Commentary

Putting Medical Power (And Responsibility) Into Mom's Hands

With more information available to us than ever before, it’s not surprising that moms are turning to their computers and smartphones for health information for themselves and their families. We recently updated our “Dr. Mom” study from 2013, and found that 74% of moms say they gather as much information as they can before contacting their healthcare provider, a 14% increase from two years ago. 

The new study found that 56% of moms say they trust their healthcare provider (HCP), but still go online for a “second opinion,” up 6% from 2013. The same number of moms also agree with the statement, “I will follow doctor product recommendations, but only after I do my own research and talk to other parents.”

Given moms’ heavy smartphone usage, it’s no surprise that they’re doing most of this medical research, and overall health management, on mobile devices. More than half said they are “very interested in being able to consult my healthcare provider via an app” (57%), and 39% said they already use apps to connect directly to an HCP for diagnoses and/or treatment. 37% track their families’ health information on their phones, using apps to generate alerts or provide information during their appointments.

A Double-Edged Sword

When it comes to my family’s health, I’m like most moms; I’m a researcher. I love having a wealth of information and articles at my fingertips, so I can feel prepared when I walk into my HCP’s office. At the same time, all of that information can feel overwhelming. How do I sort out contradictory information? Do those scary “worst-case scenarios” apply to me?

I’m not alone: 53% of moms said that searching for health information online often leads to unnecessary anxiety and stress, and 45% said they find the amount of information to be overwhelming. That may be why only 18% reported that their HCPs encourage them to research their conditions online. 

Support From Other Moms 

When online research becomes overwhelming, I find it helpful to ask other parents for their advice. It’s comforting to know I’m not the only mom freaking out about her daughter’s pink eye or wondering how long her son’s sprained ankle will keep him on the sidelines. Sometimes I talk to my friends in person about these issues, but I also find it valuable to consult with a wider community through online networks and forums. It’s a great way to ask questions and validate my decisions in a comfortable, non-overwhelming environment.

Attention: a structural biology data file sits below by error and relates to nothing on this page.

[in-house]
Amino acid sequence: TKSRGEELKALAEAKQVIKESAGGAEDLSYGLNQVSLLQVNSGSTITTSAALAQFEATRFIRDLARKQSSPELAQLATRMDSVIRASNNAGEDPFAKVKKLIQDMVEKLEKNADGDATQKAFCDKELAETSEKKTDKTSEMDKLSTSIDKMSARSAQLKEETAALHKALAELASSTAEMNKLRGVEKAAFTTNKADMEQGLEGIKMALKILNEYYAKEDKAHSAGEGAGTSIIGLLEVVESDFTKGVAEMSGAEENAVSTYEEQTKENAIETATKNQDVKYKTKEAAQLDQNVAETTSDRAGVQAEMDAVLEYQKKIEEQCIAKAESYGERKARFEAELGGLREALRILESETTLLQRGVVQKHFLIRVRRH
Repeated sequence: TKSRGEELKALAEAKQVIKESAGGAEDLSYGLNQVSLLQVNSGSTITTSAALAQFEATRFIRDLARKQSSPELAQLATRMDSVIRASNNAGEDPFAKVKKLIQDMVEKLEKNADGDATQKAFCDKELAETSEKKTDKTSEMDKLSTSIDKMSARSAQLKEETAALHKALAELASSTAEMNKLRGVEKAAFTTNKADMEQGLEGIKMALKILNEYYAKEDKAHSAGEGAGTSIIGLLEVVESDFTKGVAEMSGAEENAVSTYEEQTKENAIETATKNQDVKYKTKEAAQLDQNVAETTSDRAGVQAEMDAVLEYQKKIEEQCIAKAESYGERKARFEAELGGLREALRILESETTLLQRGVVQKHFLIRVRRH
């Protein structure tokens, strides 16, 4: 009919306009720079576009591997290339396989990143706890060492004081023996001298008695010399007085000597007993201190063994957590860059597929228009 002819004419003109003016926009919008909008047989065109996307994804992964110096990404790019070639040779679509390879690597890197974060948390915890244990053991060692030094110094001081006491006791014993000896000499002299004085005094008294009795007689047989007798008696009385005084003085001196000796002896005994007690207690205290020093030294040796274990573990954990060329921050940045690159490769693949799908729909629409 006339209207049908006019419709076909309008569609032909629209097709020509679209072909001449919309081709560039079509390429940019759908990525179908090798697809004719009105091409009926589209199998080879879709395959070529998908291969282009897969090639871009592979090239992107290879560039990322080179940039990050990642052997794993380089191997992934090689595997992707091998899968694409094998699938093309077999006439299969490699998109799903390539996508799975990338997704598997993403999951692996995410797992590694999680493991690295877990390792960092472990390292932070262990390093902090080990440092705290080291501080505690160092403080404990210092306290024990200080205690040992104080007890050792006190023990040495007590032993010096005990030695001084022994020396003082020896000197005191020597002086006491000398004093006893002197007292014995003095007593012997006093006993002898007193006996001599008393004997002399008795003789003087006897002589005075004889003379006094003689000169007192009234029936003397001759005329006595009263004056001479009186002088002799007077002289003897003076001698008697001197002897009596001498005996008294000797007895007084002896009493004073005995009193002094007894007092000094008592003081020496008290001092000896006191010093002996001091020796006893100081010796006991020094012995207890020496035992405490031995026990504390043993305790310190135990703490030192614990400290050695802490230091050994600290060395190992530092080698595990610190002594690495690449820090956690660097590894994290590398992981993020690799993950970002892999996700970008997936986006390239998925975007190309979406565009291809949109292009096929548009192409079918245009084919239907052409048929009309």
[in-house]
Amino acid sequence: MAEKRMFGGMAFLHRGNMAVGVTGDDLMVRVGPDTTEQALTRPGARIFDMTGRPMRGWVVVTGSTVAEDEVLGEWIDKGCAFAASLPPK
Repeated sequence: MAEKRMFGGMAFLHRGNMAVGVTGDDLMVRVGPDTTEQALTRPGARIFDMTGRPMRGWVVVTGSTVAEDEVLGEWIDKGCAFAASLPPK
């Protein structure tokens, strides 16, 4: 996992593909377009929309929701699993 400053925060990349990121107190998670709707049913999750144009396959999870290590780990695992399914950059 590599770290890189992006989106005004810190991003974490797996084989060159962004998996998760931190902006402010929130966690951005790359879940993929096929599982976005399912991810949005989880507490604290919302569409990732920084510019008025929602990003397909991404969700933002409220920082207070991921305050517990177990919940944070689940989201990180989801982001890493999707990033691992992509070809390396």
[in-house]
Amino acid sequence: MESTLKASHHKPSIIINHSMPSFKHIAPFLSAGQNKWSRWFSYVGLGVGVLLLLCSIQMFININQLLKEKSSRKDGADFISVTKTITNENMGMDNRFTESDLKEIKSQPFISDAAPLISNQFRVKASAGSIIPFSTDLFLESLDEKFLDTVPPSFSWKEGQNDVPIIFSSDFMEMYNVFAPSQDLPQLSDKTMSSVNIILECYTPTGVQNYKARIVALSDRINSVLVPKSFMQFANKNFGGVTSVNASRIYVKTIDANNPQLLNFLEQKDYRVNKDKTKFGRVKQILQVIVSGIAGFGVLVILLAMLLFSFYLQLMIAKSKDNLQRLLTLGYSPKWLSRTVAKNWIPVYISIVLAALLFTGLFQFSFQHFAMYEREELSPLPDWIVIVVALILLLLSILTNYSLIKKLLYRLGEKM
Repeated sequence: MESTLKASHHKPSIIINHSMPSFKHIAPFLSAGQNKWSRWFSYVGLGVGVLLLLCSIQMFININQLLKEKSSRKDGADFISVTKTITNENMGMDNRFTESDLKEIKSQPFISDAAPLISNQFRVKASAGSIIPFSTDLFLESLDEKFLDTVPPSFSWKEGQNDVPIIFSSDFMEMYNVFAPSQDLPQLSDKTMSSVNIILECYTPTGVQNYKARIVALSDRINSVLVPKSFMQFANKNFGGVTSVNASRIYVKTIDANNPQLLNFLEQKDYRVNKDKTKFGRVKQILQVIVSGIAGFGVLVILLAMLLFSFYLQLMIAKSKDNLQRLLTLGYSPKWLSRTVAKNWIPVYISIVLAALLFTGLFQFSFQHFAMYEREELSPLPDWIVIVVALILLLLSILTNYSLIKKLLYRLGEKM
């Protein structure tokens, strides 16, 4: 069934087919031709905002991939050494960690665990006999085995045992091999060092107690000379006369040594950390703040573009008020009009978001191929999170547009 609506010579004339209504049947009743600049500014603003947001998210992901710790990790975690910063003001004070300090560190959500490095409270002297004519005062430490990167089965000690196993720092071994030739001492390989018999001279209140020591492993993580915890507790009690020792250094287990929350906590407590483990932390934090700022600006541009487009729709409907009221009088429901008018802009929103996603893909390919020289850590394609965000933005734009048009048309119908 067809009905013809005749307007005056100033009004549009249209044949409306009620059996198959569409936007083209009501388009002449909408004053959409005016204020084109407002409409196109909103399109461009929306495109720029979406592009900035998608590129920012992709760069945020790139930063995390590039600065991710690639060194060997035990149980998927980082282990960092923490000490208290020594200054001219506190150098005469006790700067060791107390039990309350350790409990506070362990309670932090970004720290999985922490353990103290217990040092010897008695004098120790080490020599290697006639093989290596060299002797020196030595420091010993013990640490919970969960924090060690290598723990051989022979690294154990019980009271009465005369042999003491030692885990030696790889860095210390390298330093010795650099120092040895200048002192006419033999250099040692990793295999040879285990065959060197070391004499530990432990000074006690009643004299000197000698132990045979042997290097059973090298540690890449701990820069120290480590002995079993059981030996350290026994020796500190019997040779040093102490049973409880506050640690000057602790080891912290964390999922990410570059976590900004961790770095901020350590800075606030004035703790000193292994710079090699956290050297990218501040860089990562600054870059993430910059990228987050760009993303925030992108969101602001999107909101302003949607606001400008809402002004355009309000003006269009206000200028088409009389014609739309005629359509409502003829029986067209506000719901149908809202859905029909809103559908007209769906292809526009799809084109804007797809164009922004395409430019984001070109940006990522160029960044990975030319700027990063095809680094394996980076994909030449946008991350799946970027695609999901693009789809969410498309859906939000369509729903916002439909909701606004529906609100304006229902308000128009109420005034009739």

Our research shows similar habits among most moms. While healthcare providers and “real life” connections are still the top resources for health and wellness information, 66% say they turn to online communities for information and support.

From Research To Diagnosis

Looking ahead, it’s going to be fascinating to watch the evolution of the smartphone from research device to diagnostic tool. Northwestern University in Illinois has developed and tested an app called Purple Robot that can actually help diagnose depression. Researchers are looking for ways to use smartphone cameras in diagnosing certain eye diseases, and doctors want to use smartphones as diagnostic tools in underdeveloped countries. In fact, one group from Columbia University is using smartphones in Rwanda to test pregnant mothers for diseases that could be transmitted to their children. 

The Takeaway

Whether moms are researching health conditions, tracking their kids’ appointments, connecting with other parents, or using apps to diagnose conditions on their own, it’s clear that mobile technology is putting more and more medical power into consumers’ hands. That power has the potential to be overwhelming, so content providers and app developers need to be mindful of the crowded and sometimes confusing landscape. Brands that provide trusted information and life-simplifying functionality will rise to the top, earning moms’ engagement and lasting loyalty along the way.

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